S:  Is there any such thing as a women’s movement any more? How would you characterize it? Can we characterize collective action among women as a social justice movement?

 

L:  I don’t think the women’s movement ever ended. It broadened and it is in the process of becoming more intersectional (thankfully). But, unlike the famous women’s movement of the 1960 we don’t see the current women’s movement being spearheaded by a few dominant groups like NOW or spokespersons like Gloria Steinem (though today both are still important). There are several groups working alone and in collaboration on one issue or several interconnected issues to better women’s (big tent) overall existence. So, for example, the recent women’s march was a collaborative effort that highlighted a multitude of voices, though I wish more trans women spoke and that their issues were framed as integral to the struggle for liberation. Overall, I think that the conception that the women’s movement ended is short-sighted. It has merely taken on another shape. In the end, maybe we need to use the plural “movements” to adequately describe what is happening in smaller, localized movements that come together (unite) every so often in great acts of resistance and voice raising.    

 

S:  What are the women’s movement’s greatest strengths? And what are its weaknesses?

 

L: The movement’s greatest strength is its ability to put people in the streets for a cause (the great act of resistance that I alluded to in the previous question). People will come to the streets, especially if they feel that their rights are being violated or sometimes when they are frightened or when they have nowhere else to go. These acts of mobilization are just incredible and inspiring. I love the fact that in the wake of the current political situation people are not losing heart and are taking to their streets. The question is how do you activate change that is sustainable? The movement’s (in which multiple movements are embedded) greatest weakness is the inability, at times, for white women to make intersectional connections. It is very difficult for some white women to see beyond gender, and this remains a stumbling block to white women’s liberation. How do white women have fruitful, discomforting conversations about race and not lapse into “not hearing” “denying” or simply “running away” when the conversation gets tough or when their privilege is spotlighted? White women who believe in women’s issues, white women who profess to believe in justice, have to march not only for the women they identify with, but with black women and Latina women whose children are the victims of violence; with poor women whose kids are warehoused in bad schools; with black and brown communities that have been decimated by the prison industrial complex; with immigrant families trying to make a new life; and with the full inclusion of the voices of trans women. So, I ask white women who believe in justice, how far does your justice extend? If we can’t stand together, nothing will change.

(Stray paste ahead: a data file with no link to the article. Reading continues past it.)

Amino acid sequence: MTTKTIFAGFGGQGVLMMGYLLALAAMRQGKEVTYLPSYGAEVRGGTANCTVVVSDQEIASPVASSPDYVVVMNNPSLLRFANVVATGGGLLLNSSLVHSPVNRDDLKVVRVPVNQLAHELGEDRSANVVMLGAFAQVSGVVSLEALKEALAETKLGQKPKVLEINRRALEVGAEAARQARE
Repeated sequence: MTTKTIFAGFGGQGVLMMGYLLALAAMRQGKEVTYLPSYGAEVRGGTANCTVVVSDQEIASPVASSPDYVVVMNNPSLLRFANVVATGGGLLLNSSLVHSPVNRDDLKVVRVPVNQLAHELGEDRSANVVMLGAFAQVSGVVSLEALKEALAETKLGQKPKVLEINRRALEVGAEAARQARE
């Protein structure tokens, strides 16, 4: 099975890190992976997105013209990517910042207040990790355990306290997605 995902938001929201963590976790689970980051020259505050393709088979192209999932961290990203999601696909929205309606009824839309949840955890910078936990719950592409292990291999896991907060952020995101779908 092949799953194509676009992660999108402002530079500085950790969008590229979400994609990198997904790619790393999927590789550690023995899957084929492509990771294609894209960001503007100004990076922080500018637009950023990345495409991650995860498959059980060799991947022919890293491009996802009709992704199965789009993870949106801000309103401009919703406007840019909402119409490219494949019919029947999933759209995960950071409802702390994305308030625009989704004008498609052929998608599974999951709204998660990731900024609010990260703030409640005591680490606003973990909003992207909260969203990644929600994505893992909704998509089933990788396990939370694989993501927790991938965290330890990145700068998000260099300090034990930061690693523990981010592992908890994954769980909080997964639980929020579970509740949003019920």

S: Can women, individually and collectively, sometimes be their own worst enemies?

 

L: Though I think this question is posed in the spirit of solidarity, I do want to say that like most women of color, I see the category of woman as “fraught.” So, speaking from my own embodied position as a Black Latina, my biggest enemy has been and will always be racist-sexist-capitalist-hetero-patriarchy (thank you bell hooks!). I’m really not sure how white women answer this question. I’m fortunate to be a part of a collective of women of color scholars at my university that care for me. They are never the enemy.